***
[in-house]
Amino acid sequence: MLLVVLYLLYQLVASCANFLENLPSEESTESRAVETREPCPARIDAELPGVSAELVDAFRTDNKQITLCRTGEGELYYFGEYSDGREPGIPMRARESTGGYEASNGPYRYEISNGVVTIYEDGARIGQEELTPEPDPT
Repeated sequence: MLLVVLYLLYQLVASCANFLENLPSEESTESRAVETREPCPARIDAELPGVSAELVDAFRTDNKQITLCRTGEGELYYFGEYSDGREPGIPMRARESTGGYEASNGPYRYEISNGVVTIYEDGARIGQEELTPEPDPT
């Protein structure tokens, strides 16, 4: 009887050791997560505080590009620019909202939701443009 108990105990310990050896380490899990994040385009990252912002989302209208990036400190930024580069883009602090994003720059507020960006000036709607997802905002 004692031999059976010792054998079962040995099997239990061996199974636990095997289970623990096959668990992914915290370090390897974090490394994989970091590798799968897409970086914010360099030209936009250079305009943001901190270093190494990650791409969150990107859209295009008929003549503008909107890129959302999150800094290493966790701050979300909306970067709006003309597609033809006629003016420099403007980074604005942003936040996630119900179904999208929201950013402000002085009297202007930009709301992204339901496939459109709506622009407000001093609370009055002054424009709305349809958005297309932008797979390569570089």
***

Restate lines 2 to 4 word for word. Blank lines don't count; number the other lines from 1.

Amino acid sequence: MLLVVLYLLYQLVASCANFLENLPSEESTESRAVETREPCPARIDAELPGVSAELVDAFRTDNKQITLCRTGEGELYYFGEYSDGREPGIPMRARESTGGYEASNGPYRYEISNGVVTIYEDGARIGQEELTPEPDPT
Repeated sequence: MLLVVLYLLYQLVASCANFLENLPSEESTESRAVETREPCPARIDAELPGVSAELVDAFRTDNKQITLCRTGEGELYYFGEYSDGREPGIPMRARESTGGYEASNGPYRYEISNGVVTIYEDGARIGQEELTPEPDPT
């Protein structure tokens, strides 16, 4: 009887050791997560505080590009620019909202939701443009 108990105990310990050896380490899990994040385009990252912002989302209208990036400190930024580069883009602090994003720059507020960006000036709607997802905002 004692031999059976010792054998079962040995099997239990061996199974636990095997289970623990096959668990992914915290370090390897974090490394994989970091590798799968897409970086914010360099030209936009250079305009943001901190270093190494990650791409969150990107859209295009008929003549503008909107890129959302999150800094290493966790701050979300909306970067709006003309597609033809006629003016420099403007980074604005942003936040996630119900179904999208929201950013402000002085009297202007930009709301992204339901496939459109709506622009407000001093609370009055002054424009709305349809958005297309932008797979390569570089």